This week, attorneys at Allen & Overy’s New York office are being tasked with bringing some creativity to legal services. But they won’t be doing it alone. As part of the Allen & Overy’s “U.S. Legal Tech Week,” its New York-based attorneys and clients will have a chance to interact and collaborate with four startups from the firm’s Fuse incubator.
To be sure, this isn’t the first time these Allen & Overy attorneys have come into contact with Fuse. Shruti Ajitsaria, head of Fuse and counsel at Allen & Overy, said the firm regularly hosts video conferencing sessions between its worldwide offices and its incubator, which is housed at the firm’s London headquarters.
The U.S. Legal Tech Week, however, will be the first chance attorneys in New York get to interact with Fuse startups in person. “What we haven’t been able to do up until now is bring [Fuse] members to New York and develop a relationship of trust and a one-to-one relationship,” Ajitsaria said.
Fuse, which launched in 2017 and supports a rotating mix of eight startups, is somewhat different from other incubators in the legal market in that focuses solely on fostering legal tech innovation and forgoes equity investment.
Instead, Allen & Overy offers each startup in its incubator office space and direct access to the firm’s attorneys and clients for advice and support. In return, the firm gets early access to each startups’ technology, and importantly, a chance to work together on ideas around improving legal services.
For the firm’s New York attorneys and clients, this was the week to capitalize on those benefits. “We’ve organized [Legal Tech Week] in a very structured way,” said David Lucking, partner and head of the firm’s U.S.-based International Capital Markets group.
At the end of the week, Allen & Overy’s New York office will have had around 100 client meetings about Fuse, a client networking event, a partner-level meeting to discuss legal tech ideas, and five days of “open sessions” where anyone at the office could meet with Fuse startups one-on-one and sample their technology, he added.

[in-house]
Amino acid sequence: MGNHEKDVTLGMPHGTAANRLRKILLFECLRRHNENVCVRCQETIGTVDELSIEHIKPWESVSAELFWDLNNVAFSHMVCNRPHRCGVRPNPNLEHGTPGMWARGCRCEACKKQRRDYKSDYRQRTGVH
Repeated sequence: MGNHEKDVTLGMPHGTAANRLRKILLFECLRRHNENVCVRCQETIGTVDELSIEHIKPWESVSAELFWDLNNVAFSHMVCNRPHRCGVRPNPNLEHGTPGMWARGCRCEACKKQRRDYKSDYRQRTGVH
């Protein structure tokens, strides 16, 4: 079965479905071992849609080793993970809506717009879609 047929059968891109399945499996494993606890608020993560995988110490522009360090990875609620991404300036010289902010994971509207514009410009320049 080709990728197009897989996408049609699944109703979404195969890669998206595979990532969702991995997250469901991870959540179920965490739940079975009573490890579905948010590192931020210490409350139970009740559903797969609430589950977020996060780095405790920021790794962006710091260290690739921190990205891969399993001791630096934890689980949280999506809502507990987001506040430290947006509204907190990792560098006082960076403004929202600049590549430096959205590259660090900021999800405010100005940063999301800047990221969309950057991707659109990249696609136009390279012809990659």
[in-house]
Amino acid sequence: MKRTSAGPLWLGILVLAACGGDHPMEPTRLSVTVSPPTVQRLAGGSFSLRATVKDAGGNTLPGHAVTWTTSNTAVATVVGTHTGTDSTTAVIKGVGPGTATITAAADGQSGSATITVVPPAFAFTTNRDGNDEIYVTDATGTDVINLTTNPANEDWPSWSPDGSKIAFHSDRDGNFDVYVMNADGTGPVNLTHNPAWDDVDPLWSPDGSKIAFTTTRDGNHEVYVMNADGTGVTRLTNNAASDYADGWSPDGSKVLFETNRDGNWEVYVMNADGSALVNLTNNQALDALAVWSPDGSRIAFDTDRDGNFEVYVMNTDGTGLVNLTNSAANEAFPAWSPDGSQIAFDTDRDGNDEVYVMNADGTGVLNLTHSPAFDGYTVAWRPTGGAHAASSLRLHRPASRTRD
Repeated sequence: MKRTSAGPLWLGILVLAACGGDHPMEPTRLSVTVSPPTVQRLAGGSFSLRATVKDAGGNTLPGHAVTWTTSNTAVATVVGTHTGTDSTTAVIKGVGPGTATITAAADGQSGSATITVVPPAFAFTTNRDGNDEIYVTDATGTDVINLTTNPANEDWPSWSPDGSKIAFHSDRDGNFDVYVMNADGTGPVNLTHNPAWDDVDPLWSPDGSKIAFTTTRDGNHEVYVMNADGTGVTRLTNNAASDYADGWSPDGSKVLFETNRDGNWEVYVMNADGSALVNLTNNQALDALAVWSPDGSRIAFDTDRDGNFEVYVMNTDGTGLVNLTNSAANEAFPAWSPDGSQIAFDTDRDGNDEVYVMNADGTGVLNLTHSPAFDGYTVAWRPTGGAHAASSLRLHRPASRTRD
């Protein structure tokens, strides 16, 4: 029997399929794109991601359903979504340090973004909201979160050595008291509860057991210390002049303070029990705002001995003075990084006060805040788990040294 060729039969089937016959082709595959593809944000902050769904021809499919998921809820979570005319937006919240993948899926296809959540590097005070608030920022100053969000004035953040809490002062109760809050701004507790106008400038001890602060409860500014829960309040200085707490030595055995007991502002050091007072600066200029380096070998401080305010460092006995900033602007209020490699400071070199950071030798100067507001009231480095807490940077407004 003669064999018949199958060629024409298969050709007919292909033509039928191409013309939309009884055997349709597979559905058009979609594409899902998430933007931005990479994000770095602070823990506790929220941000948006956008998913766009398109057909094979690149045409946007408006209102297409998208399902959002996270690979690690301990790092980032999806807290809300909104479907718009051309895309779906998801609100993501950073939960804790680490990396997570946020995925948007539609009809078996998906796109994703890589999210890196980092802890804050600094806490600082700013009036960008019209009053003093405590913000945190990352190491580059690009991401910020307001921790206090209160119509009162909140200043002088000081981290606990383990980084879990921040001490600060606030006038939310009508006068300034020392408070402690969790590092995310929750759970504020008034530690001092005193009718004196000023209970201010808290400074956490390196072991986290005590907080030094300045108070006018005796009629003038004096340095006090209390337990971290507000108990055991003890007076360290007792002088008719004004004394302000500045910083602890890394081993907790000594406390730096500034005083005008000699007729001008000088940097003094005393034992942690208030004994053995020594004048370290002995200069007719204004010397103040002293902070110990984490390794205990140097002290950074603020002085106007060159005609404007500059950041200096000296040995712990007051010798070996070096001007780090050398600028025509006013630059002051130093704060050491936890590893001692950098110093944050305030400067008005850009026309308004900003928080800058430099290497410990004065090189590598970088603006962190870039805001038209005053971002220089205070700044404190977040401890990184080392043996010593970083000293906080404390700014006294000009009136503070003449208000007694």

The four Fuse startups participating in U.S. Legal Tech Week include Avvoka, a contract drafting, workflow and analytics platform; Regnosys, a regtech company that aims to help the financial industry with regulatory compliance; Signal Media, an AI-powered intelligence firm; and Nivaura, a platform that uses blockchain technology to automate the issuance and administration of financial instruments.
Nivaura is only startup Allen & Overy has invested in, a choice that Ajitsaria said “makes sense from a strategic perspective,” given the startup’s and Allen & Overy’s historical focus on bond issuance work. Most other Fuse startups have received funding from a variety of venture capital and other investors.
Ajitsaria added that some of the startups, such as the ones impacting the financial industry, were chosen for Legal Tech Week to spur New York-based clients’ interest in what Fuse is doing, while others were chosen to help the office’s attorneys think about new ways of working internally.
In addition to New York, the firm will also bring these four startups to its Washington D.C. offices on Monday, January 14, for a one day event. Allen & Overy also held a similar Legal Tech Week recently in Singapore in mid-November 2018, which was attended by local government representatives.
Given that Fuse only works with its startups for a limited time, which is officially set at six months but usually extended beyond that depending on the engagement, the technologies Allen & Overy attorneys come into contact with can constantly evolve.
Yet since the firm doesn’t invest in its most of its startups, there is always a risk a Fuse startup will forgo developing technology specifically for the legal market. In July 2018, for instance, one of Fuse’s previous startups, Bloomsbury AI, a natural language processing company, was acquired by Facebook to help in its efforts to combat “fake news” on the social media platform.
Ajitsaria, however, noted that Bloomsbury AI wasn’t solely focused on legal tech, adding that Fuse’s aim is include tech companies from outside the traditional legal market. “I think Bloomsbury AI was a good lesson for us because it is about pushing the boundaries, and it wasn’t about using the same legal tech vendors that everyone is looking at and licensing form.”
Still, she noted that many of the startups currently in Fuse were founded by former lawyers and are primarily focused on the legal market.
Ajitsaria, who is an angel investor herself, also explained Fuse’s decision not to take equity in most of its startups, by noting that other law firms may be hesitant to use technology that is partially owned by a competitor.
She believes that law firm investment in AI contract review platform Luminance, for example, “really hampered them. I haven’t seen them get the same traction as RAVN and Kira. Other law firms don’t want to use technology that is in part held by another law firm.”